Bitcoin and cryptocurrency taxation: Tips and guide


Cryptocurrency has been on a wild ride lately, from soaring highs to crushing lows to the recent implosion of FTX, the world’s third largest cryptocurrency exchange. But is there anything that hasn’t changed? If you trade, sell, exchange or redeem cryptocurrency for profit, you will owe tax on it.

This is because, from a tax perspective, the IRS treats cryptocurrency as property, not cash. Similar to stocks, the value of cryptocurrency can increase or decrease over time.

“With cash, if you have a $10 bill at the beginning of the year, barring slight adjustments for inflation or cost of living, it’s still worth $10 at the end of the year,” said certified public accountant Helena Swyter. Owner of Sweeter CPA in Chicago. “But if you bought $10 worth of cryptocurrency, it could be worth more or less than that in a year.”

Once you sell or exchange cryptocurrency, these fluctuations become gains or losses, at which point they can be taxed, and the IRS will want to know on your federal income tax return Form 1040.

New this year is the addition of a special digital assets section on the 1040 form, named broadly enough to include not just cryptocurrency, but also non-tradable tokens. This section asks: “Did you receive (such as an award, gratuity, or payment for property or services) at any time during 2022? or sell, exchange, gift or otherwise dispose of a digital asset (or a financial interest in a digital asset)?

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How to track cryptocurrency transactions

Since you have to report your cryptocurrency gains and losses to the IRS, you need a good system to track them. Swyter said first check with the broker or exchange you use to buy or sell cryptocurrency to see if it has tracking capabilities you can use or have access to. If not, use an app, tax reporting software or spreadsheet to track the information yourself, he said.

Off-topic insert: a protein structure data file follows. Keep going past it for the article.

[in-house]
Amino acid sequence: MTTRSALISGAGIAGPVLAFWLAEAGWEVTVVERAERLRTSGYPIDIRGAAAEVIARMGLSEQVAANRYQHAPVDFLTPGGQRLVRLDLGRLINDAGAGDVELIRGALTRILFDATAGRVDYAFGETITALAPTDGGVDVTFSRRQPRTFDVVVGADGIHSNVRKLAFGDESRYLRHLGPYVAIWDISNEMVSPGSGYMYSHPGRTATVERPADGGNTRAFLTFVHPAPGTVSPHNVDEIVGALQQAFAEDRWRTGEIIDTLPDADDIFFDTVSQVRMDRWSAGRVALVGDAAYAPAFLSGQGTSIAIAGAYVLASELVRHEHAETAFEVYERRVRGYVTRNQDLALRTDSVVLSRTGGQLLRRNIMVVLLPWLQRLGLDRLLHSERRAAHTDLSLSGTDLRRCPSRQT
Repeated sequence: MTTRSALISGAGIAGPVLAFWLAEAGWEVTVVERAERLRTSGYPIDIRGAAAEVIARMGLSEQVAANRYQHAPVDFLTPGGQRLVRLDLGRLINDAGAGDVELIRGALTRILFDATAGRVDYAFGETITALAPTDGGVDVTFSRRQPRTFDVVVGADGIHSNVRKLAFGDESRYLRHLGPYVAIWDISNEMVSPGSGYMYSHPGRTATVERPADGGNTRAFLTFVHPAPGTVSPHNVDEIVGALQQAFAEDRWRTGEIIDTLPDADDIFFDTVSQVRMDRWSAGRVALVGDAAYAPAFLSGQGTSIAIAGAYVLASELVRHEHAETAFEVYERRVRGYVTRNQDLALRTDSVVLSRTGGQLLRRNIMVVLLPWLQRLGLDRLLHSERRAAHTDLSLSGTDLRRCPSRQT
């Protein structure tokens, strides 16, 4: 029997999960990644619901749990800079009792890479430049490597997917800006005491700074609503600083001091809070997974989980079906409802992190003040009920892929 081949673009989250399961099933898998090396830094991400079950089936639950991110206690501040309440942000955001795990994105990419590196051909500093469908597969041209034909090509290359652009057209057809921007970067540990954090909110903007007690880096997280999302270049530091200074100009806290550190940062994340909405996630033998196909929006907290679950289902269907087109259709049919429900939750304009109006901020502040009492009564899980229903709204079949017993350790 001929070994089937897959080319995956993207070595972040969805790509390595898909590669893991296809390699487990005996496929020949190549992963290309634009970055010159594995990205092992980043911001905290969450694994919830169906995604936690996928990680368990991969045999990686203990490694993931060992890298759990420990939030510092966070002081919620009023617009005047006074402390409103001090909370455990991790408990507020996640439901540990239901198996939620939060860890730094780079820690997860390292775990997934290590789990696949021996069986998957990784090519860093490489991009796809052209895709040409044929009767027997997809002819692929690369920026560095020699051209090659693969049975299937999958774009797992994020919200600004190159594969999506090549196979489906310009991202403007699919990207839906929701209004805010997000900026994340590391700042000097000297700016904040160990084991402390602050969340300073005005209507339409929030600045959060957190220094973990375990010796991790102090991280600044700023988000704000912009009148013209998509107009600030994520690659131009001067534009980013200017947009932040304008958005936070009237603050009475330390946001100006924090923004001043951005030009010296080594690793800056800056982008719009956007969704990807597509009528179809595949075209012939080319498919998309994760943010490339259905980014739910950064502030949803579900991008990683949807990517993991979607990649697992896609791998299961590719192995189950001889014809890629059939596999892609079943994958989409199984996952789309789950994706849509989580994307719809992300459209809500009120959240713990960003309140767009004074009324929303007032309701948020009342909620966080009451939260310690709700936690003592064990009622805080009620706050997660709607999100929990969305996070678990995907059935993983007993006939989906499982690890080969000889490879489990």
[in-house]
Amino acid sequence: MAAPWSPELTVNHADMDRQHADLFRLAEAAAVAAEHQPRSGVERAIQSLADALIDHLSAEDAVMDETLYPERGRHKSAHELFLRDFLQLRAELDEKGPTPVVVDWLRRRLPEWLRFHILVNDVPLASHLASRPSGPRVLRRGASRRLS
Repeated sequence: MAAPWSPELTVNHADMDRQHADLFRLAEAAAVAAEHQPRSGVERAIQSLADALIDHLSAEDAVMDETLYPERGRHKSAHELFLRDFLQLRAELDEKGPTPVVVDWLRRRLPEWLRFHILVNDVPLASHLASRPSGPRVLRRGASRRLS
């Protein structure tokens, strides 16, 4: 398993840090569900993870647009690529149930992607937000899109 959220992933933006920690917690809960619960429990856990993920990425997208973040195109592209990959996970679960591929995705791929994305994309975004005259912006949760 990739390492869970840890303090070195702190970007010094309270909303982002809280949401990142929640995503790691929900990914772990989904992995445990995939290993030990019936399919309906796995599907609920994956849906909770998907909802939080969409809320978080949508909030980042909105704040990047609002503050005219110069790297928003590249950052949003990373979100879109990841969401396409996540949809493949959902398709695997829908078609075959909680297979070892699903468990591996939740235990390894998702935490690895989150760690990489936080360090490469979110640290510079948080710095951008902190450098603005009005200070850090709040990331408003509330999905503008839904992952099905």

Here’s what you need to watch:

  • How many dollars did you spend to buy the cryptocurrency?

  • The date you bought or received the cryptocurrency

  • The date you sold or exchanged the cryptocurrency

  • How much were the coins in dollars on the date you sold them

If you sell cryptocurrency coins for less than what you paid for them, it is a loss. You don’t pay tax on losses. According to the IRS, you can offset losses on cryptocurrency capital gains of up to $3,000. If you have more than this amount of loss, you can carry it forward to future years.

“But if you later sold the cryptocurrency for more than the purchase price, that’s a taxable gain,” Swyter said. “That gain is taxed at short or long-term capital gains rates, depending on how long you’ve held it.”

That’s why it’s important to know the dates you bought and sold your cryptocurrency. Some crypto exchanges will send you a 1099-B or 1099-K form near the end of January. A 1099-B shows your gains or losses from selling cryptocurrency, and a 1099-K shows your income. A 1099-B is more useful for figuring out how much you owe in taxes, but not every exchange sends them. If they do, they can only send to certain people who have made multiple or larger transactions. That’s why it’s a good idea to keep your own records.

NFT non-fungable token drops gold coins.  Trendy cryptocurrencies and coins in blockchain technology.  Close up view of cryptocurrency in 3D rendering

NFT impenetrable sign. Credit: Getty Images

How to report cryptocurrency gains and losses

To figure out the loss or gain, look at how much you paid for the cryptocurrency, including fees, and subtract that from the selling price. If the number is negative, it is a loss. If it’s positive, it’s a gain.

If you hold the cryptocurrency for a year or less before selling or exchanging it, it is taxed as a short-term gain or loss that is taxed at the ordinary income tax rate. If you held it for a year or more before selling or exchanging it, it counts as a long-term capital gain or loss.

These are taxed at a more favorable long-term capital gains tax rate based on your tax bracket.

Swyter takes the experience of many people with cryptocurrency through the coins they buy and hold in their brokerage account. However, if you have received other types of income in cryptocurrency, you must also report them.

“If you earned interest from a cryptocurrency bank that had to be converted into USD when you received it, report it as you would from a traditional bank,” Swyter said. The same goes if someone pays you for a service in cryptocurrency, he added.

Once you’ve calculated your gains and losses and determined whether they are short-term or long-term capital gains, you’re ready to fill out the required tax forms.

If you’re reporting both short-term and long-term gains and losses, file Tax Form 8949. Next, you must also complete and file a regular income tax form, Form 1040 (Schedule D). Summarize your transactions from Form 8949. If you’ve done a good job keeping records, you should be done.

Kate Rockwood is a freelance writer and editor.

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